While all staff, volunteers and members are responsible for ensuring our communications are ethical, lawful and protect contributors, some staff members will need to be involved in specific conversations as part of our EDMF. The staff involved in EDMF discussions are [list those positions as relevant to your organisation]:

Content gatherers: Including communications specialists, multimedia producers, writers and media relations staff, and their managers.

Programs: Including program staff and managers.

Child safeguarding: Including child safeguarding advisors and focal points.

Marketing: Including digital, marketing, fundraising and events, and their managers.

Ethically important moments

This section outlines the ‘ethically important’ moments in your storytelling process – i.e. when your EDMF might be used. It should explain which issues to discuss at these moments, and who’s responsible for discussing them. More information about each of the issues can be found in the next section, Key Ethical Issues.

Remember – the following is an example only. It’s up to your organisation to decide who is involved at each point in time and how this process might be adapted for different pieces of communications.


While all ethical issues should be considered throughout the storytelling process, there are times when certain issues are more important. Below are seven ‘ethically important’ moments during the storytelling and publishing process, accompanied by key issues to discuss at those times and who’s responsible for the discussions.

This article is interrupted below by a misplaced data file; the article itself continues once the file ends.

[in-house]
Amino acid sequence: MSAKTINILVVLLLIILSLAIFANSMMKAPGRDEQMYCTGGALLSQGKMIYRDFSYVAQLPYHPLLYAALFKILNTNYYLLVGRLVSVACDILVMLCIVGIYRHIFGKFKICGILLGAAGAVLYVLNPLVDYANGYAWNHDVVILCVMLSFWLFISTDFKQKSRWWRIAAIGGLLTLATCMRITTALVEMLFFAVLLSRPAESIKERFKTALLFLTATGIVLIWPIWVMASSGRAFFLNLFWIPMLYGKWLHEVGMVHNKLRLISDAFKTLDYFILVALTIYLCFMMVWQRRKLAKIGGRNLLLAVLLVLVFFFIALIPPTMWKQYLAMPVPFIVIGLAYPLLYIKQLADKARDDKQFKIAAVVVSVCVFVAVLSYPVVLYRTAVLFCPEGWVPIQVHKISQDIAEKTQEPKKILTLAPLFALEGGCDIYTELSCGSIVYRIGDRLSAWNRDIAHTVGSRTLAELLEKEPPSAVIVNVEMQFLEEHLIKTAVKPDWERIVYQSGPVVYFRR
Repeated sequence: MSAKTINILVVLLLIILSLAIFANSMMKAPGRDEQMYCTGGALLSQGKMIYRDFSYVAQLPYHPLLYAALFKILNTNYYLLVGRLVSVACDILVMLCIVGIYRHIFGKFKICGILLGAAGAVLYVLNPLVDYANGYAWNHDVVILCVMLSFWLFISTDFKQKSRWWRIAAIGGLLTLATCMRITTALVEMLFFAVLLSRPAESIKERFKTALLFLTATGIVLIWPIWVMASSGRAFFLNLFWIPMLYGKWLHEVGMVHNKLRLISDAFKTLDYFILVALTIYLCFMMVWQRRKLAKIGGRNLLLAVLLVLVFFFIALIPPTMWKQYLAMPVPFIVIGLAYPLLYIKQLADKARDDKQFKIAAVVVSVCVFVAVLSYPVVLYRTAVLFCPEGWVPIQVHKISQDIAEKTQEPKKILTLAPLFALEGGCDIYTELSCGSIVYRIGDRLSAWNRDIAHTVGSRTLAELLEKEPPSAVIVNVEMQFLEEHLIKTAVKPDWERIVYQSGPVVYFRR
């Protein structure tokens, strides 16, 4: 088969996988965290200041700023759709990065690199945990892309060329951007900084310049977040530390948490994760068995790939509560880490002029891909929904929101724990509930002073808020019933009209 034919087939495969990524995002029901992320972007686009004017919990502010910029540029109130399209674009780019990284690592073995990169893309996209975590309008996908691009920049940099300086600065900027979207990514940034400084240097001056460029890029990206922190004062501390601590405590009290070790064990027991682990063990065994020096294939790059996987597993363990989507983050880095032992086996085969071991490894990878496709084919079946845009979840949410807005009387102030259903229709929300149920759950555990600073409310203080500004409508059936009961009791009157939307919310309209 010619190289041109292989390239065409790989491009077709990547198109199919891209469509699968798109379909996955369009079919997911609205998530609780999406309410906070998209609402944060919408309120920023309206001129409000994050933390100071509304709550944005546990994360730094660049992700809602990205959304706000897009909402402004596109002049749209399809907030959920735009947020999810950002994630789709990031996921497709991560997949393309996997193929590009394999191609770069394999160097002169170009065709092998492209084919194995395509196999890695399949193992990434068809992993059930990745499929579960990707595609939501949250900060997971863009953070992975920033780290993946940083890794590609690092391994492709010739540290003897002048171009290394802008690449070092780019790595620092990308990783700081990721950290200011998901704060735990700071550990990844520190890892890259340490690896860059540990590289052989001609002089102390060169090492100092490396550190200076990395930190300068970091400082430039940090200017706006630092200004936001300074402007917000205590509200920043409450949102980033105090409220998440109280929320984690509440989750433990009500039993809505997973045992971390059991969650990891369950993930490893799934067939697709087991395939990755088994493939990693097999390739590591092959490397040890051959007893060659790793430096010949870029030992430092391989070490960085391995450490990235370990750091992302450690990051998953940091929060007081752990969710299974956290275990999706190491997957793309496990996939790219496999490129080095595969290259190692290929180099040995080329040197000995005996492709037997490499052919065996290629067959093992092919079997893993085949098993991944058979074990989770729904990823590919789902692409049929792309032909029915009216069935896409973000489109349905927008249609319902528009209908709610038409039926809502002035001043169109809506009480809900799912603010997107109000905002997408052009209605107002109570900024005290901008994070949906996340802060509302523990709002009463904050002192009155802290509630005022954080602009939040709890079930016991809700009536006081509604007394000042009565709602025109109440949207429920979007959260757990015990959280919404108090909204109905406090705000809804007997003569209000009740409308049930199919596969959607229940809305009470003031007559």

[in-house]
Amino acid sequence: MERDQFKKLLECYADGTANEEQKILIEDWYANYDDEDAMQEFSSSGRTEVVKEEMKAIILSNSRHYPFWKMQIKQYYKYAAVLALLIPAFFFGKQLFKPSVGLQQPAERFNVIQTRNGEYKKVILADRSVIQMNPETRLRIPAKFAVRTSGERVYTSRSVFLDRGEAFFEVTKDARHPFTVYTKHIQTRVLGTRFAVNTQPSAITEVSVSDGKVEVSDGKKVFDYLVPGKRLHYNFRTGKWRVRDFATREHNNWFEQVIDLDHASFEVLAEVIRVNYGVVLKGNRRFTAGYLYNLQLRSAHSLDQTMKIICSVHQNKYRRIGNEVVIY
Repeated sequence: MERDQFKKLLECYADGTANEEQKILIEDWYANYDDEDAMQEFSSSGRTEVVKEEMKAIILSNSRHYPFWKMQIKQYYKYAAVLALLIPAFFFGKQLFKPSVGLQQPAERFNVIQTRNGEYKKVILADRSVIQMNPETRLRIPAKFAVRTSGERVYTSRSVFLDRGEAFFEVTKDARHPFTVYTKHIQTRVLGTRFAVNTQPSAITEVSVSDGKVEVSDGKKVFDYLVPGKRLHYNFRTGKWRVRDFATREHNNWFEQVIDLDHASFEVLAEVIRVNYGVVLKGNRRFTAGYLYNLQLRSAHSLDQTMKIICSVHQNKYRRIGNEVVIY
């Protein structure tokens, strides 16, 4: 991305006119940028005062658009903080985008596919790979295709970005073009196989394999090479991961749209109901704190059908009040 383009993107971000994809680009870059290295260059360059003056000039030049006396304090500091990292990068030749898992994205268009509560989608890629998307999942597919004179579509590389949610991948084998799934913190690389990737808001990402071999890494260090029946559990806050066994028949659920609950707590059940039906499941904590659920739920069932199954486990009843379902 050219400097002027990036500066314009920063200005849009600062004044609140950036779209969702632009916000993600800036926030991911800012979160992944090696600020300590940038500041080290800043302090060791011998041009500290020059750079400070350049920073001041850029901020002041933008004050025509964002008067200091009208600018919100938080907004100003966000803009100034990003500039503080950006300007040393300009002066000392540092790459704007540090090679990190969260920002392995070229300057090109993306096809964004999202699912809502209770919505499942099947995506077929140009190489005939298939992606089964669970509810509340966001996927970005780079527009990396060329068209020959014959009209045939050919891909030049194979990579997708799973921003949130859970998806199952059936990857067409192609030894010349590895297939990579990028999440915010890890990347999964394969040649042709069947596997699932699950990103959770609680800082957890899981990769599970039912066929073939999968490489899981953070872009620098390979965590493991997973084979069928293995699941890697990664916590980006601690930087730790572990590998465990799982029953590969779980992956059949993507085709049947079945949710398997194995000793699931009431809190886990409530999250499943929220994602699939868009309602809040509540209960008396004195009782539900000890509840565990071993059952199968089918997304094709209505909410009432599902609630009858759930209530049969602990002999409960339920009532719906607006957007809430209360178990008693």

1. When scoping a story


  • Developing a storytelling concept
  • Scoping story leads
  • Writing a Terms of Reference

Issues to discuss:

  • Developing a storytelling concept
  • Scoping story leads
  • Writing a Terms of Reference


  • Developing a storytelling concept
  • Scoping story leads
  • Writing a Terms of Reference


2. When planning to gather content


  • Planning a content-gathering trip
  • Planning a phone/email/video interview
  • Sourcing content directly from program staff and contributors


  • Informed consent
  • Fuzzy boundaries (using the Unconscious Bias Tool is helpful at this point)
  • Protection
  • Privacy


  • Content gatherers
  • Programs
  • Child safeguarding

3. While gathering content


  • While on a content-gathering trip
  • While conducting an interview


  • Informed consent
  • Fuzzy boundaries
  • Protection
  • Connection to values
  • Privacy
  • Authorship and ownership